The Outpost. I was underwhelmed the first time I watched The Outpost, the movie version of Jake Tapper’s book about the climactic battle of COP Keating, in which two US Army soldiers earned Medals of Honor trying to fend-off an attempted Taliban overrun of their camp in Afghanistan in 2009. At first watch, the movie, directed by West Point graduate Rod Lurie, struggled to reconcile two storylines—one about the camp’s leadership woes (two company commanders are killed and another is relieved), and the other about the pre-battle exploits of the two soldiers who would fight so well on the big day. In short, I had trouble sorting out the large cast of soldiers in a way that made their human dimensions in the day-long battle meaningful. After reading Tapper’s book, however, a second viewing of the movie brought everything into much tighter focus. I came to appreciate Lurie’s artistic decisions that streamlined Tapper’s long book, the realistic depiction of soldiering on a remote outpost, and the implicit critique of bigger-Army strategy and performance that undergirds the tribute to the enlisted infantrymen who fought as if their lives depended on it, which they did. Orlando Bloom as Captain Benjamin Keating is the most galvanizing on-screen presence, but he dies early-on. Scott Eastwood as Staff Sergeant Clint Romesha and Caleb Landry Jones as Specialist Ty Carter are both solid as heroes-under-fire, and bonus points (I guess) for casting not just Clint’s son Scott in a major role, but also Alan Alda’s grandson (also) Scott, and Mel Gibson’s son Milo in smaller, but still substantial ones.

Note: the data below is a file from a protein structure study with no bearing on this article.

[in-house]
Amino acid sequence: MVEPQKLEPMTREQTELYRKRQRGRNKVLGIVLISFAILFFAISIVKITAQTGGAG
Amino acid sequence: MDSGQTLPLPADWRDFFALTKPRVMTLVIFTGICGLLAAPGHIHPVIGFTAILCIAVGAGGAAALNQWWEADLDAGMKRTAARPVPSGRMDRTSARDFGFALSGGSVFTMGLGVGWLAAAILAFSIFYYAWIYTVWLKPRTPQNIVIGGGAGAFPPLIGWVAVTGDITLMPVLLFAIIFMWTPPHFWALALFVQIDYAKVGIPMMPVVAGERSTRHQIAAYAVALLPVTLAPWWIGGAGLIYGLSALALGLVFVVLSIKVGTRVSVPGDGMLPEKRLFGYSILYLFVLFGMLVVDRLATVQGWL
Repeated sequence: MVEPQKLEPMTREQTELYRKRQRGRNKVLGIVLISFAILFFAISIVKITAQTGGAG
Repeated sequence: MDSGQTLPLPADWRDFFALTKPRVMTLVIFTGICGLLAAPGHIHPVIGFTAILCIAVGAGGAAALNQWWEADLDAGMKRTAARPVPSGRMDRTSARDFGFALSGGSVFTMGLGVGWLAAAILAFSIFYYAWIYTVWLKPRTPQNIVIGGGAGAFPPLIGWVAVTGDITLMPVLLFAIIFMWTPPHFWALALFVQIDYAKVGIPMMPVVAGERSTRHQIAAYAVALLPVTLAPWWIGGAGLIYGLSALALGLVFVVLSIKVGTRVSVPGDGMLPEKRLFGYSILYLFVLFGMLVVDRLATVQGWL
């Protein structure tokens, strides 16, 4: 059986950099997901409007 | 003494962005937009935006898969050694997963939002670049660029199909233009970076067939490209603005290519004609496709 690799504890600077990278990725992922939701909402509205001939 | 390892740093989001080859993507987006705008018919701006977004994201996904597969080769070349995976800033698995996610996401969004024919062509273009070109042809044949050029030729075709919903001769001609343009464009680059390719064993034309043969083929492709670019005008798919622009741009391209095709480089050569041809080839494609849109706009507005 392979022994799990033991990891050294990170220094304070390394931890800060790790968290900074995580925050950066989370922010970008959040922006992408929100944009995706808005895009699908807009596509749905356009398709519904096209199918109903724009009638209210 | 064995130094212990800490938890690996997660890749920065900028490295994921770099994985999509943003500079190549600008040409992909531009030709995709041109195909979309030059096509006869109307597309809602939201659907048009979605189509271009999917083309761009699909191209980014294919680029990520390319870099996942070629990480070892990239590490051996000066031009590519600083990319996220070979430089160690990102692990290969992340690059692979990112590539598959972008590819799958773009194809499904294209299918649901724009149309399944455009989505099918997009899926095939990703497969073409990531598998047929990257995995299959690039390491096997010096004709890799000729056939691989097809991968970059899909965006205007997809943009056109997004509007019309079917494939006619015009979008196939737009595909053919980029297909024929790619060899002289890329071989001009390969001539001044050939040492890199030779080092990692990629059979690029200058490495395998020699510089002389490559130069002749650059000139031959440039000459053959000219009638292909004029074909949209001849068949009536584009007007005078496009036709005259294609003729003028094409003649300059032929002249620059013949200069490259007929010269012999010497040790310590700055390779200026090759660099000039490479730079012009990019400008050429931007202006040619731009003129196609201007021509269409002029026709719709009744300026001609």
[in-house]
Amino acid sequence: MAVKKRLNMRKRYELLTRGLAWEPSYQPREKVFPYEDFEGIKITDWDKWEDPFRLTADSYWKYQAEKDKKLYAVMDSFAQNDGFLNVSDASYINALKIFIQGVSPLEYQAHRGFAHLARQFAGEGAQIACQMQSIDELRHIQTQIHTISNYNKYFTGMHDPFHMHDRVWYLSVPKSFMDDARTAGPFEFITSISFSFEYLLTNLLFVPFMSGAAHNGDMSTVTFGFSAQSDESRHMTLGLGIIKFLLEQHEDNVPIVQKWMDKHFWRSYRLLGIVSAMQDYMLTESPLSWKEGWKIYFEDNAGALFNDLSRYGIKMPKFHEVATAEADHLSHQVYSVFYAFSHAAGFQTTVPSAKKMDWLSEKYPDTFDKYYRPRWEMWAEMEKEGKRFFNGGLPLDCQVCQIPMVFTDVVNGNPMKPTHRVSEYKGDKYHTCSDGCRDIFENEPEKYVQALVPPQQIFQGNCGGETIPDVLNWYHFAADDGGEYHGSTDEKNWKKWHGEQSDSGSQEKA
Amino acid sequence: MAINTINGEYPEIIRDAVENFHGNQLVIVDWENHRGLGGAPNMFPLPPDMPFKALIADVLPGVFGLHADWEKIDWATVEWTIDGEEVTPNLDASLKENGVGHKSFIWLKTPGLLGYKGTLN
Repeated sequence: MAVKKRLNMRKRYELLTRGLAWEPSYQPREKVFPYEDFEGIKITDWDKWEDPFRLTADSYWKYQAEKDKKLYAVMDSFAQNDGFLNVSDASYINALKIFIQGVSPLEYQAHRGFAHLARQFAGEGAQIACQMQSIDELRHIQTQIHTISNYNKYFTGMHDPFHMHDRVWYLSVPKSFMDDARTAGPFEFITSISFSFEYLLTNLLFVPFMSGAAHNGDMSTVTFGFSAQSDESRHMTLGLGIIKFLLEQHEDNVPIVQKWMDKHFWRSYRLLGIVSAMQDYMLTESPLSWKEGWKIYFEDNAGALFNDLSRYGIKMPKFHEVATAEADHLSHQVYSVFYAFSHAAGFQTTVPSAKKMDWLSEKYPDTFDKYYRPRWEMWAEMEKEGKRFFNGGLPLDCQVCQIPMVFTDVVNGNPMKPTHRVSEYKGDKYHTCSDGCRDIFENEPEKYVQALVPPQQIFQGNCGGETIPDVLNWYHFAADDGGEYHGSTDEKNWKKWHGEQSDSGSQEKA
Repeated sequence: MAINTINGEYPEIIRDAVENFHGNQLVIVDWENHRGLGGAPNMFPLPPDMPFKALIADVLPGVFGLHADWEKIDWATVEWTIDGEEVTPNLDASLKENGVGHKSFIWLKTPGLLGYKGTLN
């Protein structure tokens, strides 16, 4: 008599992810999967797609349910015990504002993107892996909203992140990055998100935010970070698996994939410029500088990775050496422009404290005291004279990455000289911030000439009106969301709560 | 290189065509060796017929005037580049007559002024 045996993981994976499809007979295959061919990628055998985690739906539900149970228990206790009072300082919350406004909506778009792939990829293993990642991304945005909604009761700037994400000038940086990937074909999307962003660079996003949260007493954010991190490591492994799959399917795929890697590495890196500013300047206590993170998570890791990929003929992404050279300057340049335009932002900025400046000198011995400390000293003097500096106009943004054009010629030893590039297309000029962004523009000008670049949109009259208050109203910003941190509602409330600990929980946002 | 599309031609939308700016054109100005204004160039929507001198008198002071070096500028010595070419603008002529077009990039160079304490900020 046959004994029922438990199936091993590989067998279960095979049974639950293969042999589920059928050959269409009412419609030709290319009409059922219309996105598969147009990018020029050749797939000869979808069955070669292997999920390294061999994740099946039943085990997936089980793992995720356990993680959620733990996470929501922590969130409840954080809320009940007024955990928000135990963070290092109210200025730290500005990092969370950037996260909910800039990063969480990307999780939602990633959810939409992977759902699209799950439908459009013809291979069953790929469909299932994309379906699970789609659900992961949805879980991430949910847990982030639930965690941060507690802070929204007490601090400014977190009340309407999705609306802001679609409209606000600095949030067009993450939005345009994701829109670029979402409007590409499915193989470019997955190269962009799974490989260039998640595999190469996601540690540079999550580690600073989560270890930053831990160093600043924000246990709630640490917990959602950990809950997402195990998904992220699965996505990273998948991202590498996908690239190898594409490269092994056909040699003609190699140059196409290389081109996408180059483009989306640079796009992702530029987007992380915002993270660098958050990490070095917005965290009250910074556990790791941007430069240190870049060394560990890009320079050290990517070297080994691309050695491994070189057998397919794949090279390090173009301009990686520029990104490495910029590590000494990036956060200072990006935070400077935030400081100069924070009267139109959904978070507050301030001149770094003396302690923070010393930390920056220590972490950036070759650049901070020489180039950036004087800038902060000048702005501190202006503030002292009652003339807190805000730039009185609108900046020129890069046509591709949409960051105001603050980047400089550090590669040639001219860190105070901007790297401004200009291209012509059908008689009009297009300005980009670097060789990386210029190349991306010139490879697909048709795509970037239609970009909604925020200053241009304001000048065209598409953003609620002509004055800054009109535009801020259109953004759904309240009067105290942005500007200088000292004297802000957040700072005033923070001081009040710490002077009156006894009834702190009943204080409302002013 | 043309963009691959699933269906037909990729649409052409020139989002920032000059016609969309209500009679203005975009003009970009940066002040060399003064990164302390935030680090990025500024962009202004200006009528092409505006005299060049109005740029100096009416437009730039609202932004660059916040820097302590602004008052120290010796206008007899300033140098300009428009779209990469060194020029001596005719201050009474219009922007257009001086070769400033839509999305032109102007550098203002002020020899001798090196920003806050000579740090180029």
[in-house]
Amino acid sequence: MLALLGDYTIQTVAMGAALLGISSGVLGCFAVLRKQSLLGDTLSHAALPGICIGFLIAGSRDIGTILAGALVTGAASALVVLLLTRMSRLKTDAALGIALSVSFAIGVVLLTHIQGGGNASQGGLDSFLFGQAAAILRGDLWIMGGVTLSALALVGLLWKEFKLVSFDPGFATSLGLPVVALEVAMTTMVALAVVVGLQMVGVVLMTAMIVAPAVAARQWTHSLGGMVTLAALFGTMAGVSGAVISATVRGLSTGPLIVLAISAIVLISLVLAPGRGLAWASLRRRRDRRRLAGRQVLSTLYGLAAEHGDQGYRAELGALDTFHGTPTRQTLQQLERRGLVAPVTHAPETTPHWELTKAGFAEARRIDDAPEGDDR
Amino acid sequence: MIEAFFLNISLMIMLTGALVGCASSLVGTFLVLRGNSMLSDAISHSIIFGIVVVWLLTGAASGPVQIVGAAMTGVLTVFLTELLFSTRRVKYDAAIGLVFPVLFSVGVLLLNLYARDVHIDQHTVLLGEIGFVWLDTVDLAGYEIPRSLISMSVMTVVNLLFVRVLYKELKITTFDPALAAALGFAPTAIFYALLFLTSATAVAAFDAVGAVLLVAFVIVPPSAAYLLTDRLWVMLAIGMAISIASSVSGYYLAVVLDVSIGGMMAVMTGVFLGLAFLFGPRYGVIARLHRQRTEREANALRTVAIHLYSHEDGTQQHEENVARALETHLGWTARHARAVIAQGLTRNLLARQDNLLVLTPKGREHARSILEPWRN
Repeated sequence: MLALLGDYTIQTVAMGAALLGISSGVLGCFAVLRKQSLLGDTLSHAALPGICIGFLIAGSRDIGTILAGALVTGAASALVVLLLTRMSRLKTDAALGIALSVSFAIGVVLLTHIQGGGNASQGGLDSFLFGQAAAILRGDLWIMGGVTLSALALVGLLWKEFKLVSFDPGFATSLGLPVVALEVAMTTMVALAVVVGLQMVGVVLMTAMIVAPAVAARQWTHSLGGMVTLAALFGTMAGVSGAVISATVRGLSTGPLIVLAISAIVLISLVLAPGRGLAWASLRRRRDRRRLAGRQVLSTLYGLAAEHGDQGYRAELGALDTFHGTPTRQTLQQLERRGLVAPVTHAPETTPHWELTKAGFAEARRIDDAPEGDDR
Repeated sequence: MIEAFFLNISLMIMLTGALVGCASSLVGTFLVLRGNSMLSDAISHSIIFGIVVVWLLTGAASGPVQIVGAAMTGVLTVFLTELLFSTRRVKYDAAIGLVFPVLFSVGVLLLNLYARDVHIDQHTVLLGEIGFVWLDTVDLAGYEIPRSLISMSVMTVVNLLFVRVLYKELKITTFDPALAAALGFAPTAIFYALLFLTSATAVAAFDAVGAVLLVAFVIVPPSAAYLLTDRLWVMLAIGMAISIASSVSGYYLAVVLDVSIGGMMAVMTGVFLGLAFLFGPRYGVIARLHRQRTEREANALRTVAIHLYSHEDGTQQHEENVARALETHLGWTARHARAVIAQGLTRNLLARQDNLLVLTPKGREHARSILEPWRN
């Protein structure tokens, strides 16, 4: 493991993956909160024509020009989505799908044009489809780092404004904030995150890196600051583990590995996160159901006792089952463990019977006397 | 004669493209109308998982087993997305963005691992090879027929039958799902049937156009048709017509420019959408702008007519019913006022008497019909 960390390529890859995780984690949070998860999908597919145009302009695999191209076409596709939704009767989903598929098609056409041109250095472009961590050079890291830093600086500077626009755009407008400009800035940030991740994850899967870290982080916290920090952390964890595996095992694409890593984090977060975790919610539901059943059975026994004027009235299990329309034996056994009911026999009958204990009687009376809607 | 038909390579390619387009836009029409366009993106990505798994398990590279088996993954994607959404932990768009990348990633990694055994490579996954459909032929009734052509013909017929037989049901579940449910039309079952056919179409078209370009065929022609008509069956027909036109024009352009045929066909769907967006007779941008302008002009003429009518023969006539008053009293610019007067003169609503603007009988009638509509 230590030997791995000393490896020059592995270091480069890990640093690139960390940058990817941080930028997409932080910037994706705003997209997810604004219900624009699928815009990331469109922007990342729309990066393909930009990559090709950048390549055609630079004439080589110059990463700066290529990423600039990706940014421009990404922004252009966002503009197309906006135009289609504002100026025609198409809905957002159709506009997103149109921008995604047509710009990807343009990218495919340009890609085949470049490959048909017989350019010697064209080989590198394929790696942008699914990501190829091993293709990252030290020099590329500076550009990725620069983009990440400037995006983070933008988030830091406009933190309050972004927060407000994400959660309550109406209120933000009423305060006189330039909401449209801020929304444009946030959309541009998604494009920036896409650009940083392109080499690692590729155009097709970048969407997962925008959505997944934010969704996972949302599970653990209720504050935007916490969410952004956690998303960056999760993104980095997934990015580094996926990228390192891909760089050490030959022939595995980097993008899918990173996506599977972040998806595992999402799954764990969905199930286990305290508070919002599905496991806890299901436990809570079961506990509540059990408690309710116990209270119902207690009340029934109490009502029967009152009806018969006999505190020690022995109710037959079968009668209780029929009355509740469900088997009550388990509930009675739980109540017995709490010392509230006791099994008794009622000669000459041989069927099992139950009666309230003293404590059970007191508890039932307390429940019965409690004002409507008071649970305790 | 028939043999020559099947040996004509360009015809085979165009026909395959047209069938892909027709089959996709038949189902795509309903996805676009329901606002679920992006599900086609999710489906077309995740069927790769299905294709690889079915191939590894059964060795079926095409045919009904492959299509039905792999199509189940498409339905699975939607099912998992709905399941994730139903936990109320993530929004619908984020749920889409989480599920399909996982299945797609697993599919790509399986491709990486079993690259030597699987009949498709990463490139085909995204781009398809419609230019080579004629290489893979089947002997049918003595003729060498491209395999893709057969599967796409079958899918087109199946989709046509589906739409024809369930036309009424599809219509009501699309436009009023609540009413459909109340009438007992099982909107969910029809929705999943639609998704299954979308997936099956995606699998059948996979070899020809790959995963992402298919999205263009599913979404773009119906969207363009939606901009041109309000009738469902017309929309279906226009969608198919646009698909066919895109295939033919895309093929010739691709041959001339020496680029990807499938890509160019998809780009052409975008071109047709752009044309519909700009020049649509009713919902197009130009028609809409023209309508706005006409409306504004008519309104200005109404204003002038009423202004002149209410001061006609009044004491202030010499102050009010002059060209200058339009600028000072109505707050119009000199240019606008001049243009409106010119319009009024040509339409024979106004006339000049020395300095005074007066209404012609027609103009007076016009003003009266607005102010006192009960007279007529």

Purple Hearts. Purple Hearts, out this summer on Netflix, is a military romance with an interesting variation on the meet-cute story: a struggling singer, played by Sofia Carson, marries a Marine to obtain health benefits, which includes the expensive insulin she needs for her diabetes. As for the Marine, played by Nicholas Galatzine, he needs a spouse to obtain the additional pay the military provides married soldiers so he can pay off a drug-dealer from the wayward life he left behind when he joined the Corps. Events transpire—the Marine is wounded in combat on deployment—and so too by movie’s end does love, go figure. Purple Hearts is obviously a star-vehicle for Carson, a teen-pop hitmaker IRL, and as such is glamorized, sentimentalized, and sanitized for maximum tear-jerking potential under the direction of Elizabeth Allen Rosenbaum. For all that I liked the fact that Purple Hearts was able to conceive of young male Marines and the women they marry as willing to cheat the system and the way it sheds light on the quickie marriages-of-convenience that are in fact a thing among young military members. Hey, when in (the Army, not the Marines) I knew two officers who married women straight out of strip-clubs and many more enlisted soldiers whose marriages also defied respectability, so good on Purple Hearts for not being afraid to go there, even if by movie’s end it ties a shiny bow on the mercenary start.